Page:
By Emily Franko
February is American Heart Month, so I sat down with Mindy Wallis, Nutrition Education Manager and registered dietitian at Second Harvest, to talk about how the food we eat impacts our heart health.
EF: What role does food play in heart health?
MW: Our food choices that we make play a really large role in our overall heart health. There’s some factors that we don’t have any control over – age, gender, genetics, things like that. But certain foods choices and activity choices definitely play a role. Do you want me to go into more details about what that means?
EF: Sure, that would be great.
MW: So, when I think about heart health, I think about the ability and ease with which the heart can distribute blood throughout the body, getting the food, the nutrition, the oxygen to the cells that need it. Nutrition-related chronic diseases, things like high blood pressure or type-2 diabetes or high cholesterol—the food choices that we make are directly related to those diseases. And those diseases are all diseases that are harmful for the heart. If we’re able to prevent those types of diseases, it’s much easier for our heart to do what it’s meant to do – getting the oxygen and nutrients to the cells.
EF: So certain foods increase our likelihood of having those diseases, which then impact our heart health negatively?
EF: So are there specific foods that are good for our heart health, and if so, what are they?
MW: The foods that are best for our heart are foods that are going to help us live an active lifestyle and keep our blood pressure, blood sugar and cholesterol in a normal range. So what does that look like on your plate? It comes down to a variety of whole fruits and a variety of colorful vegetables. Fruits and vegetables are high in potassium, which plays a large role in heart health, keeping that blood pressure down. But they are also great sources of fiber, which helps with cholesterol as well. When your cholesterol levels get out of balance, that’s when you start to get deposits of plaque in blood vessels. Your heart has tiny blood vessels that give the heart oxygen. So you can imagine that if you have these little bits of plaque, or cholesterol, floating around in your bloodstream, it can clog up those tinier tubes, more or less. Keeping your cholesterol levels in check is really, really important, and there are foods that help with that.
EF: So what kind of foods should we avoid so that those tiny blood vessels that feed the heart don’t get clogged?
MW: It’s not one food that’s going to do it. It’s when our blood pressure levels, blood sugar levels, and cholesterol levels get out of control, that’s when you have a higher risk of this stuff getting “stuck” inside of your blood vessels. Saturated fat is what makes the cholesterol levels go a little bit crazy. Foods with a lot of added sugars over time make your blood sugar levels go a little bit crazy. And you’re not getting much nutrition from these foods that have a lot of extra sugar. I’m thinking beverages – sodas, juice drinks, stuff like that. As far as blood pressure, when we have a lot of really high sodium foods, it makes that pressure higher, which puts more stress on those vessels as well. So when you have a combination of high blood pressure, high blood sugar, and high cholesterol, it puts a lot of pressure on the heart. If we were able to choose more foods that have less saturated fat – completely beneficial for your heart. Pay attention to sodium levels and look for foods with not a lot of added sodium. Big ones are sauces, condiments, soups. Most things in a can, most processed foods use sodium as a preservative. So try to stay away from those. And then the other piece was foods with added sugars. If you’re looking at canned fruits, choose ones that are canned in their own juices or in water – not a heavy syrup. Avoid sugar-sweetened beverages when you can, things like that.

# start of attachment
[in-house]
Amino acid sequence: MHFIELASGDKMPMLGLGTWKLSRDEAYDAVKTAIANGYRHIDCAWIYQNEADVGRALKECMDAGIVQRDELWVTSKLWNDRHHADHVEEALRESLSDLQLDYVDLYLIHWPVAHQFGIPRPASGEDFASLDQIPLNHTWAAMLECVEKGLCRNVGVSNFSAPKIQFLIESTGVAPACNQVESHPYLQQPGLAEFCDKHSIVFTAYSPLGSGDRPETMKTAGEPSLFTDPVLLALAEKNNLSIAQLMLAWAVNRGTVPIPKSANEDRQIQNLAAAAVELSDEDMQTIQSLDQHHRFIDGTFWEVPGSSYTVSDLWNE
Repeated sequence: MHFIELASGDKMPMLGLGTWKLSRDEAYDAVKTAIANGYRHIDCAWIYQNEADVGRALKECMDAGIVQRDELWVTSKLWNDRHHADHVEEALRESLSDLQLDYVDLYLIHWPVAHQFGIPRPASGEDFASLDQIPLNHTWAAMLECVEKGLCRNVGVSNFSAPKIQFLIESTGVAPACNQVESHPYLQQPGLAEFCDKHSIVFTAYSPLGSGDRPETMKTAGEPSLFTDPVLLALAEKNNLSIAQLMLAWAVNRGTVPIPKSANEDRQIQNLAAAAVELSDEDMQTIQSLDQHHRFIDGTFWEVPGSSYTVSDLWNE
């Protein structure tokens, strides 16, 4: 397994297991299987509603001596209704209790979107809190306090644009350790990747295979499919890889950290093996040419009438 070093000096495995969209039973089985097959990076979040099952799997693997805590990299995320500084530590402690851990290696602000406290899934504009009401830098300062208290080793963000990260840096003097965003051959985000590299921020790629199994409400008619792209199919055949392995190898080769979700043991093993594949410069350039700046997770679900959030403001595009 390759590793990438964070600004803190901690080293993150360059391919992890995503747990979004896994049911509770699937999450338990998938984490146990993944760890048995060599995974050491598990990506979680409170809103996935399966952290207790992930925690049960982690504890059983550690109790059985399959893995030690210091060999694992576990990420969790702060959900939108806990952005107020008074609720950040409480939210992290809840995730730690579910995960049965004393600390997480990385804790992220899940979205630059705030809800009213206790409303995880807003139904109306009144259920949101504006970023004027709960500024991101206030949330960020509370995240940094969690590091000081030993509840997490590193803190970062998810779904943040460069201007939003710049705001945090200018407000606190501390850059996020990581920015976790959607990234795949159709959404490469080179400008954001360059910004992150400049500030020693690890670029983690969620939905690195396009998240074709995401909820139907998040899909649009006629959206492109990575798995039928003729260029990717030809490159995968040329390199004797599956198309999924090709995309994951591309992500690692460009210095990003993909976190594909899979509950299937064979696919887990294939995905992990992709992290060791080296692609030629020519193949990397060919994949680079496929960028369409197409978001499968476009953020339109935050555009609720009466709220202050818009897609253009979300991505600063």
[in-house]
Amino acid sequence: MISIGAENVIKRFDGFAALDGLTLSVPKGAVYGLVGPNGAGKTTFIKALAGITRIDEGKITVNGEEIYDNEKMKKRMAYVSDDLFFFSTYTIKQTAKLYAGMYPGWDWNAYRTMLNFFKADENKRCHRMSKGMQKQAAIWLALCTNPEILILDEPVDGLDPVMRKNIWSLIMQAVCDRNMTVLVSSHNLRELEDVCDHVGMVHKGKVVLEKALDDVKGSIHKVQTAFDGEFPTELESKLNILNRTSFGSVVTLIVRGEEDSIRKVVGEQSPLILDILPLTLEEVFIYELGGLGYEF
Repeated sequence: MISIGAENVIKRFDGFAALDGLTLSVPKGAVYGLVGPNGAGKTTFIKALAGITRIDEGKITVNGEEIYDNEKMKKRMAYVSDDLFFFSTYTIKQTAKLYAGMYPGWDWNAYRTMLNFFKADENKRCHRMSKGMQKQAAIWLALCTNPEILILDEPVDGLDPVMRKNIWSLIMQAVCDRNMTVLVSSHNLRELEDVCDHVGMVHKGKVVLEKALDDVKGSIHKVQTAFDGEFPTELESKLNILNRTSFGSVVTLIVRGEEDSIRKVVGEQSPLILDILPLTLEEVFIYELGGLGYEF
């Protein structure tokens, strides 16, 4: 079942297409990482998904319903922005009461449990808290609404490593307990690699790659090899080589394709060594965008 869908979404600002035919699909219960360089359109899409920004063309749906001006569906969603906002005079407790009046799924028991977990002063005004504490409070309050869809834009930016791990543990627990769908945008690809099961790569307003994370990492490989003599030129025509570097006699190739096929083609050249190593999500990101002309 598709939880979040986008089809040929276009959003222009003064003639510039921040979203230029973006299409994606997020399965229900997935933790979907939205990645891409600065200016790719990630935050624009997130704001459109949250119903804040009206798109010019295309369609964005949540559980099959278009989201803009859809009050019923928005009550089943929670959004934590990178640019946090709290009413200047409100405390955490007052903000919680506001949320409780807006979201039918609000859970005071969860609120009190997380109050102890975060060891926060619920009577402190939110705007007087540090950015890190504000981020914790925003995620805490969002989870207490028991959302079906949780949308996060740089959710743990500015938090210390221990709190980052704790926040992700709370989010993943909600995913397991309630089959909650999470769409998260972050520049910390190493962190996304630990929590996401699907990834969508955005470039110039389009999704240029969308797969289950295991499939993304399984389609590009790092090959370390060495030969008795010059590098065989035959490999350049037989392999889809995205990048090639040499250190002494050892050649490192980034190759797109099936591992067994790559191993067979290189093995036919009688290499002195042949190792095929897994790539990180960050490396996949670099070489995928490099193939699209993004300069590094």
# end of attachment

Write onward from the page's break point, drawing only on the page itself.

EF: And so how would someone know when they’re looking at a food if it has a lot of saturated fat, sodium or sugar?
MW: I would really recommend reading the label. On the back of foods, there’s a nutrition facts label, and on that it’ll show the saturated fat level, the sodium amount, and if there’s added sugars in it. So those three things – just try to keep them lower.
EF: What are three simple ways we can incorporate more heart healthy foods into our day?
MW: The number one, most simple way is to make your own meals. The more that you can make your food rather than using foods that are already prepared, you’re going to reduce those three things (blood pressure, blood sugar, and cholesterol). You can select what you’re adding to your meals and choose foods low in fat, sugar and sodium. Maybe try to make one more meal each day or something like that. It wouldn’t have to be a total overhaul, but just do these steady changes over time. Another easy way would be to read food labels, like we just talked about. And lastly, think about adding heart healthy foods to things that you’re already eating. I think about the kids having cereal in the morning. What would it look like to put fruit with the cereal? Having oatmeal or yogurt in the morning – add some extra fruit to that. Having a salad for lunch? Throw some beans in that salad to get a little bit more fiber. Or just making a simple switch of trying to have more whole grains. Whatever bread you might use, maybe you could get a whole wheat or whole grain bread. So just trying to incorporate some more of those heart healthy foods.
Did Mindy inspire you to cook some heart healthy foods? Check out recipes from The Kitchen at Second Harvest. Happy American Heart Month!